The C.A.M. Report
Complementary and Alternative Medicine: Fair, Balanced, and to the Point
  • About this web log

    This blog ran from 2006 to 2016 and was intended as an objective and dispassionate source of information on the latest CAM research. Since my background is in pharmacy and allopathic medicine, I view all CAM as advancing through the development pipeline to eventually become integrated into mainstream medical practice. Some will succeed while others fail. But all are treated fairly here.

  • About the author

    John Russo, Jr., PharmD, is president of The MedCom Resource, Inc. Previously, he was senior vice president of medical communications at, a complementary and alternative medicine website.

  • Common sense considerations

    The material on this weblog is for informational purposes. It is not medical advice or counsel. Be smart, consult your health professional before using CAM.

  • Recent Posts

  • Recent Comments

    Review: Meditation to treat ADHD

    Researchers at KhonKaen University, in KhonKaen, Thailand reviewed the evidence for this Cochrane report on attention-deficit/hyperactivity disorder (ADHD).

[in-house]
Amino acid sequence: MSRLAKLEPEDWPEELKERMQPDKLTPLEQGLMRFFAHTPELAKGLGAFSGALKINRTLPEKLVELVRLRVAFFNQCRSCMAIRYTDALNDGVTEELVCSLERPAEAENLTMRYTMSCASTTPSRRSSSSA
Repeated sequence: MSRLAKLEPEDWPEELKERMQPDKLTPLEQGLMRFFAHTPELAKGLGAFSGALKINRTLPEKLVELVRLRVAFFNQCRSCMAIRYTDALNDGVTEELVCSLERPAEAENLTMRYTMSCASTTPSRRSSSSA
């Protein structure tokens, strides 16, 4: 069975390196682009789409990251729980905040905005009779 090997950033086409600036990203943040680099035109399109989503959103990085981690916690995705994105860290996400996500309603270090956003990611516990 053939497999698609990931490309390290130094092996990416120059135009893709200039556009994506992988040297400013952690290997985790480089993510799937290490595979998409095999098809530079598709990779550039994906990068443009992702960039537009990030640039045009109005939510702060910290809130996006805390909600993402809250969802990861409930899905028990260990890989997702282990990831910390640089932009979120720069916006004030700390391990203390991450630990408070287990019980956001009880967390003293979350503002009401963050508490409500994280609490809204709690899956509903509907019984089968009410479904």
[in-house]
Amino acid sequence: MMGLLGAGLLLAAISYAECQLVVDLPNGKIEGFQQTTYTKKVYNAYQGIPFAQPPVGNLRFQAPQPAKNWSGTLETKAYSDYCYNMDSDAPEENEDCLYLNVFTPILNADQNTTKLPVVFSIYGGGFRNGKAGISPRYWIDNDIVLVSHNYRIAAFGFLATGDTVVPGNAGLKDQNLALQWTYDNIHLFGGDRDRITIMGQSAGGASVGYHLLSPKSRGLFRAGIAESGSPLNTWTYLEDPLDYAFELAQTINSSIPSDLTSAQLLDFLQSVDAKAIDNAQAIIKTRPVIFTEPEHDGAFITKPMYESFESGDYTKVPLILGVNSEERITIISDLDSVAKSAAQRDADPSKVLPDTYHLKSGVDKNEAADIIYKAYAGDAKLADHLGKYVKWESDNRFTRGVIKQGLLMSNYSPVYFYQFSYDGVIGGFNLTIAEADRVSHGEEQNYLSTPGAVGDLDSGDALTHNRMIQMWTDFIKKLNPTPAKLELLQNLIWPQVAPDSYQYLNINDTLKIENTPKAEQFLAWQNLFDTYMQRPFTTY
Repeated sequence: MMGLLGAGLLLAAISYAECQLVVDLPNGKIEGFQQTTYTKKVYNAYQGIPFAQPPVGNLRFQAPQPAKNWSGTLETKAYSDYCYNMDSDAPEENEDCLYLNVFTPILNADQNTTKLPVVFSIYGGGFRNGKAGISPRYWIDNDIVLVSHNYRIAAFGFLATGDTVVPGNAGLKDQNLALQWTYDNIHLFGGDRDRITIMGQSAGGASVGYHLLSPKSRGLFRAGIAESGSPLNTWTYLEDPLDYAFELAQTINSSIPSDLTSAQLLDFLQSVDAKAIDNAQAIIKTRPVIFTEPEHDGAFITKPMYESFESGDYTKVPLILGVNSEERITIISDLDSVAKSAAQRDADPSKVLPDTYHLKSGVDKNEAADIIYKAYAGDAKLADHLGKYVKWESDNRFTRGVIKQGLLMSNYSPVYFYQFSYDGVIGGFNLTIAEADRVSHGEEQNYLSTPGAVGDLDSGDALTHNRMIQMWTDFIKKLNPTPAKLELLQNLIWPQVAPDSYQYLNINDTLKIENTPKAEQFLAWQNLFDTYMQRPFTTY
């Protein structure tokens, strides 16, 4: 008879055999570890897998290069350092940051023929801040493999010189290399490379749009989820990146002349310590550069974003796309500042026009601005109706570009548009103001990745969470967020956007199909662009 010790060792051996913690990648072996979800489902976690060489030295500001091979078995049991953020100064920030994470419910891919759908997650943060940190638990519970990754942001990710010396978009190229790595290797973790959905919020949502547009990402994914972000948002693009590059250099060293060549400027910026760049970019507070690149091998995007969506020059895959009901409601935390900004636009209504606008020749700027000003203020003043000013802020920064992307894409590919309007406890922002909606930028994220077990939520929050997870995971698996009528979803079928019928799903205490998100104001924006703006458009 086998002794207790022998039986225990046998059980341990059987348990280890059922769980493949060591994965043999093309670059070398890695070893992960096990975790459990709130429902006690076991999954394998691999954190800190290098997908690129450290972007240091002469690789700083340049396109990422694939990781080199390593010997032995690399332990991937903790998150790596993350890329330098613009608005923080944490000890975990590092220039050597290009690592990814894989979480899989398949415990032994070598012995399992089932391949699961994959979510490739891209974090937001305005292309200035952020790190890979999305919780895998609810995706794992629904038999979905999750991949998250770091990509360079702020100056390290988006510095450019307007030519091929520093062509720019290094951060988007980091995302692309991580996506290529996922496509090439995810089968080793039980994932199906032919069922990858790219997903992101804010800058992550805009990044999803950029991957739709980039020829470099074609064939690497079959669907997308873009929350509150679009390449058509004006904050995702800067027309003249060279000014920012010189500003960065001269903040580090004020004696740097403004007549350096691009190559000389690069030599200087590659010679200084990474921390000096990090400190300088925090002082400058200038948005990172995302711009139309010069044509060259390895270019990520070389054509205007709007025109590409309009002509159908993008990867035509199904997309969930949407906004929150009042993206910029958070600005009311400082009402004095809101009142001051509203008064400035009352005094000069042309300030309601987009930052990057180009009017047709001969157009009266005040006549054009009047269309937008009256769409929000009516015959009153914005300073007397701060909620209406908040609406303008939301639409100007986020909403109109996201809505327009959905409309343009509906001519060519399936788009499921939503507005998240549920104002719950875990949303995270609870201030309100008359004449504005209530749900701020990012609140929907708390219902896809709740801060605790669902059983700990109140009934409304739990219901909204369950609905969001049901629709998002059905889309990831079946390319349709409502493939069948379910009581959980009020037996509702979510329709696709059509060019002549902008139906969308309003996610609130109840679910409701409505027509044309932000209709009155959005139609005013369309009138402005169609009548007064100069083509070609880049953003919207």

First, the details.

    • 4 studies, including 83 participants, were included.
      • 2 studies used mantra meditation while the other 2 used yoga.
      • Comparisons were made to drugs, relaxation training, non-specific exercises, and standard treatment control.
    • Design limitations in the studies caused a high risk of bias.

    And, the results.

    • Only 1 study provided data appropriate for analysis, and reported no statistically significant difference between meditation and drug therapy on the teacher rating ADHD scale.
    • Likewise, there were no significant differences between meditation therapy and standard therapy in the distraction test or teacher rating ADHD scale.
    • Adverse effects of meditation have not been reported.

    The bottom line?

    There’s no shortage of websites that anecdotally report the benefits of meditation to treat ADHD.

    However, based on a limited number of studies that are compromised by a high risk of bias and conducted in a small number or patients, these authors concluded, “More trials are needed” before meditation is considered an evidence-based option for treating ADHD.

    6/18/10 19:16 JR

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